1. This site uses cookies. By continuing to use this site, you are agreeing to our use of cookies. Learn More.
  2. Get the Diabetes Forum App for your phone - available on iOS and Android.
    Dismiss Notice
  3. Guest, we'd love to know what you think about the forum! Take the Diabetes Forum Survey 2019 »
    Dismiss Notice
  4. Diabetes Forum should not be used in an emergency and does not replace your healthcare professional relationship. Posts can be seen by the public.
    Dismiss Notice
Dismiss Notice
Find support, ask questions and share your experiences. Join the community »

Recently diagnosed T2 feeling dizzy

Discussion in 'Other Health Conditions and Diabetes' started by WeninHenley, Mar 2, 2018.

  1. WeninHenley

    WeninHenley Type 2 · Newbie

    Messages:
    4
    Likes Received:
    0
    Trophy Points:
    21
    Morning all. I was diagnosed middle of Dec 2017...I was 53kg before diagnosis, weight dropped to 46.3kg by end of January :-( My diabetes is an inheritance, unfortunately - I don't have a sweet tooth at all! Anyway, aside from losing weight, had a few scares recently. I woke up in the middle of the night with tip of tongue stuck to roof of my mouth, both completely dry. I had drinks liters of waters for 3 days before the feeling went. I went to a diabetes nurse and she told me it was not diabetes! BG then were not going past 9mmol/L. Another is my dizziness which occurs nearly the same time everyday...any thoughts on these? Thanks in advance.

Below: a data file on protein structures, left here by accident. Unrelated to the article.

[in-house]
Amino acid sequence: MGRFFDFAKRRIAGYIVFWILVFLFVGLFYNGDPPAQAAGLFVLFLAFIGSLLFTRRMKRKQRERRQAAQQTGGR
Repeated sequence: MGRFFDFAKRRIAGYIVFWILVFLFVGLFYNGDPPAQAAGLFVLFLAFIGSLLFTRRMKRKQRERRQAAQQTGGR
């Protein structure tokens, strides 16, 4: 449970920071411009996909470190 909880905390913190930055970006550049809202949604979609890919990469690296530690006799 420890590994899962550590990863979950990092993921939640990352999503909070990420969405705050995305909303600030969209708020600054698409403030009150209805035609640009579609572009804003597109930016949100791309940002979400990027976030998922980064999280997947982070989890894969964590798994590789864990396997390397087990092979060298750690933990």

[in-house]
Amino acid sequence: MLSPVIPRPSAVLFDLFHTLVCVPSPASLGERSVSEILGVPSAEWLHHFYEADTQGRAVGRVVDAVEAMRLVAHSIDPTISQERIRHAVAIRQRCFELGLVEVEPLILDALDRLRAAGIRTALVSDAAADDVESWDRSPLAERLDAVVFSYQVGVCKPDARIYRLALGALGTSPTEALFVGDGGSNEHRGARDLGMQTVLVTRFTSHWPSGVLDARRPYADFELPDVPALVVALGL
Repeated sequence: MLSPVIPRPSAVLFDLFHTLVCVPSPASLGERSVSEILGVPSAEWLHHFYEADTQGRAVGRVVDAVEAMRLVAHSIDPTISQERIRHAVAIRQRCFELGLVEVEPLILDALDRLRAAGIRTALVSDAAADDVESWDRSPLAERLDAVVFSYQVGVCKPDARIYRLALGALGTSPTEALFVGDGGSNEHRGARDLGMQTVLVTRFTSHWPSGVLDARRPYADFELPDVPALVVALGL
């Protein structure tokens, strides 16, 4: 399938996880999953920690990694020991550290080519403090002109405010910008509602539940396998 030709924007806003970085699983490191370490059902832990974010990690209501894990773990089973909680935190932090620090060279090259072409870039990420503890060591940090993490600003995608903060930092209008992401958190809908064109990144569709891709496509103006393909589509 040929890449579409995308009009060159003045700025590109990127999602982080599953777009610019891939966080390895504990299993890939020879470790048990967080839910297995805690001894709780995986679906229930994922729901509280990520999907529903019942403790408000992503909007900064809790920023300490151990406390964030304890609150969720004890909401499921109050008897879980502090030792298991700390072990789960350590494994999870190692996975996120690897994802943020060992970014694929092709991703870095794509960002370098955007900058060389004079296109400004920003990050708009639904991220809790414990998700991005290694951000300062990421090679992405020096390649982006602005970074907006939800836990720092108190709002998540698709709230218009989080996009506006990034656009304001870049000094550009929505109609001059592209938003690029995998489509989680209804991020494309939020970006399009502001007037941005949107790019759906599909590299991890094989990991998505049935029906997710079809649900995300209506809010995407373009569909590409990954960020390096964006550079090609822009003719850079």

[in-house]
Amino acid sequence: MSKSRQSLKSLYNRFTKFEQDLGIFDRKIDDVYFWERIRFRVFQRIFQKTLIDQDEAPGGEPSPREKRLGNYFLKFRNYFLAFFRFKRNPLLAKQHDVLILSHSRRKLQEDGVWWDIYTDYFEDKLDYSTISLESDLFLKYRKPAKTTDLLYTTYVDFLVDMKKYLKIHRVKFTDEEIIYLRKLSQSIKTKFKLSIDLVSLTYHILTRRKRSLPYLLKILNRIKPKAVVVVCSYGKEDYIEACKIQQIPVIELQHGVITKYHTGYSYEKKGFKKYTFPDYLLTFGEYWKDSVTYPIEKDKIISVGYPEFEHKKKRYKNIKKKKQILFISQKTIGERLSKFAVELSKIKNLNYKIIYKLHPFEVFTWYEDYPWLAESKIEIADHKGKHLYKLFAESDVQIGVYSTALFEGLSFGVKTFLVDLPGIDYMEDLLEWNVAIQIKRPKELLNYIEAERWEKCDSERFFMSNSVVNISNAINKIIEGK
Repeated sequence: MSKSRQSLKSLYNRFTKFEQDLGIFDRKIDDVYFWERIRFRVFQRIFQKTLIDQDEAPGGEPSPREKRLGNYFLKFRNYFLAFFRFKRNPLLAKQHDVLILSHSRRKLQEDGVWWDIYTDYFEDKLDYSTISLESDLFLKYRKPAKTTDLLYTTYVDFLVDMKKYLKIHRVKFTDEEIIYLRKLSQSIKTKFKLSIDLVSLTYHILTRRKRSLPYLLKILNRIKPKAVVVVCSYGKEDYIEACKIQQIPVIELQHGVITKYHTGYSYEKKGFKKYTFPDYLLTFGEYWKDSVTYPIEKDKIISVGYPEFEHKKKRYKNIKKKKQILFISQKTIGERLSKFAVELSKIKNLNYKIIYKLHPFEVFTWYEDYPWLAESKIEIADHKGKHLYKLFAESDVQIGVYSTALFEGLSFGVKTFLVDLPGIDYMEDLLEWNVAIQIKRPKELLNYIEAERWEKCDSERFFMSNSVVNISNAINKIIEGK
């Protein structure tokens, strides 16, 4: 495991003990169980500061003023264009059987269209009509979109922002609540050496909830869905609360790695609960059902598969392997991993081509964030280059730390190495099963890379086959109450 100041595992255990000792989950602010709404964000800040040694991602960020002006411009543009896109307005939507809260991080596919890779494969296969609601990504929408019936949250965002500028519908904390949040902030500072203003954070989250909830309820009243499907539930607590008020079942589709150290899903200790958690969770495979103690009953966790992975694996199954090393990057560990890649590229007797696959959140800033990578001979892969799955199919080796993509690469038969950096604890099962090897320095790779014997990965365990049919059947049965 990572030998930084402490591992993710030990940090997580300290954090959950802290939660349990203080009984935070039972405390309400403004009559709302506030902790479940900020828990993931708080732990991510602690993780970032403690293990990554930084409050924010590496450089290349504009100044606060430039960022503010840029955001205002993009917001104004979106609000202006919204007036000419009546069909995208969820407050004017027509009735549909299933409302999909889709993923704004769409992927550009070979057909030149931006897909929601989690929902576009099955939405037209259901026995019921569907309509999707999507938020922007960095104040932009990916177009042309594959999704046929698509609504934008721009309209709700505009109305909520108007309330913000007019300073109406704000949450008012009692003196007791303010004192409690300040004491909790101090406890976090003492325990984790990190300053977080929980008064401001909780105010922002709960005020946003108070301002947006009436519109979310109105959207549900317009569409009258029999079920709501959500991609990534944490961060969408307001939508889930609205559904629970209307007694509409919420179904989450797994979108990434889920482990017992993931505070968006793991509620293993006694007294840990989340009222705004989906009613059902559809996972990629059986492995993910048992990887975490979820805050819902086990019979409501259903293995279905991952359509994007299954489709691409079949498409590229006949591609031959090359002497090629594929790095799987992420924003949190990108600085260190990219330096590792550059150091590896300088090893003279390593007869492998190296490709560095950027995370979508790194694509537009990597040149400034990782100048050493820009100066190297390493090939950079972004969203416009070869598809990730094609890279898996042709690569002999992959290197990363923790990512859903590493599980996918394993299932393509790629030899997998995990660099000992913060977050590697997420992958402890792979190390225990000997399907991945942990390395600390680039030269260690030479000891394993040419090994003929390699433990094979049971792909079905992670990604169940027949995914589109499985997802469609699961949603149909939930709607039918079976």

2. Bluetit1802

    Bluetit1802 Type 2 (in remission!) · Guru

    Messages:
    24,483
    Likes Received:
    30,240
    Trophy Points:
    298
    Hi and welcome,

    Have you got your own blood glucose meter? If you have (and it is a very good idea to have one) have you tested yourself when you have these dizzy do's and scares?
     
  3. WeninHenley

    WeninHenley Type 2 · Newbie

    Messages:
    4
    Likes Received:
    0
    Trophy Points:
    21
    Thanks, Bluetit1802. Yes, I have a glucose meter but I only checked now after reading your message. It's 9.7mmol/L and it's only been an hour after a late breakfast, unfortunately so I guess that won't say anything. Although saying that, the dizziness coupled with nausea feeling comes on around this time til late afternoon. :-( Also, I haven't had any low reading since December...no symptoms either.